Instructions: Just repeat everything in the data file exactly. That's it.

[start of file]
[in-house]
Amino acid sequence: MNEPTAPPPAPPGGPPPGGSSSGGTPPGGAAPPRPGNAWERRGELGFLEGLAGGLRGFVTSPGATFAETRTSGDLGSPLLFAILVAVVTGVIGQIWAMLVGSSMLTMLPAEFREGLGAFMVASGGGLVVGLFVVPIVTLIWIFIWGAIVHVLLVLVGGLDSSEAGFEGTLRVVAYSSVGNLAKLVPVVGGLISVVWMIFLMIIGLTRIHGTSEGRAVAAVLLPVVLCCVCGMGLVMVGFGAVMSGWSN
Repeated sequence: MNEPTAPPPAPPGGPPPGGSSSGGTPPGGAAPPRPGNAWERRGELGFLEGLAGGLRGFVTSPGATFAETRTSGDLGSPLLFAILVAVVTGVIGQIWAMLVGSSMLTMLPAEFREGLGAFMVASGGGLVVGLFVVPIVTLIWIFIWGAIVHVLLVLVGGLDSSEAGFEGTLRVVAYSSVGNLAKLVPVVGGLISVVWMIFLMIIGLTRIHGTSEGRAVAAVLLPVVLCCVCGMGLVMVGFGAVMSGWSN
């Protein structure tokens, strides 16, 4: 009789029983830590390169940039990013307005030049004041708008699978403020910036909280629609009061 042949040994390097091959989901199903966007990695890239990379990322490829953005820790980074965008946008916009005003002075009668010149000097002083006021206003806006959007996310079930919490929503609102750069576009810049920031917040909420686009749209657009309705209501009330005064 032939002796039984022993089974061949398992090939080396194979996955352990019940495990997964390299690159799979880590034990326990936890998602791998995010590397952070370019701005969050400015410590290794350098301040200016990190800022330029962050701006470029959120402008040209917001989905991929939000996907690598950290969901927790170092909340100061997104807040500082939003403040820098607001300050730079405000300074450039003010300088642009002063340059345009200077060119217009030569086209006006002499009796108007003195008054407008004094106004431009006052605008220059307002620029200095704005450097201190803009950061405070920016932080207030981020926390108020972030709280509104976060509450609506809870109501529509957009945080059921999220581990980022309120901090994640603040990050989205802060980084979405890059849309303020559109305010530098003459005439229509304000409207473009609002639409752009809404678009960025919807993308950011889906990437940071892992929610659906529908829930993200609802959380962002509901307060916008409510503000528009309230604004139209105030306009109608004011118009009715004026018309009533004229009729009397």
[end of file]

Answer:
[in-house]
Amino acid sequence: MNEPTAPPPAPPGGPPPGGSSSGGTPPGGAAPPRPGNAWERRGELGFLEGLAGGLRGFVTSPGATFAETRTSGDLGSPLLFAILVAVVTGVIGQIWAMLVGSSMLTMLPAEFREGLGAFMVASGGGLVVGLFVVPIVTLIWIFIWGAIVHVLLVLVGGLDSSEAGFEGTLRVVAYSSVGNLAKLVPVVGGLISVVWMIFLMIIGLTRIHGTSEGRAVAAVLLPVVLCCVCGMGLVMVGFGAVMSGWSN
Repeated sequence: MNEPTAPPPAPPGGPPPGGSSSGGTPPGGAAPPRPGNAWERRGELGFLEGLAGGLRGFVTSPGATFAETRTSGDLGSPLLFAILVAVVTGVIGQIWAMLVGSSMLTMLPAEFREGLGAFMVASGGGLVVGLFVVPIVTLIWIFIWGAIVHVLLVLVGGLDSSEAGFEGTLRVVAYSSVGNLAKLVPVVGGLISVVWMIFLMIIGLTRIHGTSEGRAVAAVLLPVVLCCVCGMGLVMVGFGAVMSGWSN
């Protein structure tokens, strides 16, 4: 009789029983830590390169940039990013307005030049004041708008699978403020910036909280629609009061 042949040994390097091959989901199903966007990695890239990379990322490829953005820790980074965008946008916009005003002075009668010149000097002083006021206003806006959007996310079930919490929503609102750069576009810049920031917040909420686009749209657009309705209501009330005064 032939002796039984022993089974061949398992090939080396194979996955352990019940495990997964390299690159799979880590034990326990936890998602791998995010590397952070370019701005969050400015410590290794350098301040200016990190800022330029962050701006470029959120402008040209917001989905991929939000996907690598950290969901927790170092909340100061997104807040500082939003403040820098607001300050730079405000300074450039003010300088642009002063340059345009200077060119217009030569086209006006002499009796108007003195008054407008004094106004431009006052605008220059307002620029200095704005450097201190803009950061405070920016932080207030981020926390108020972030709280509104976060509450609506809870109501529509957009945080059921999220581990980022309120901090994640603040990050989205802060980084979405890059849309303020559109305010530098003459005439229509304000409207473009609002639409752009809404678009960025919807993308950011889906990437940071892992929610659906529908829930993200609802959380962002509901307060916008409510503000528009309230604004139209105030306009109608004011118009009715004026018309009533004229009729009397």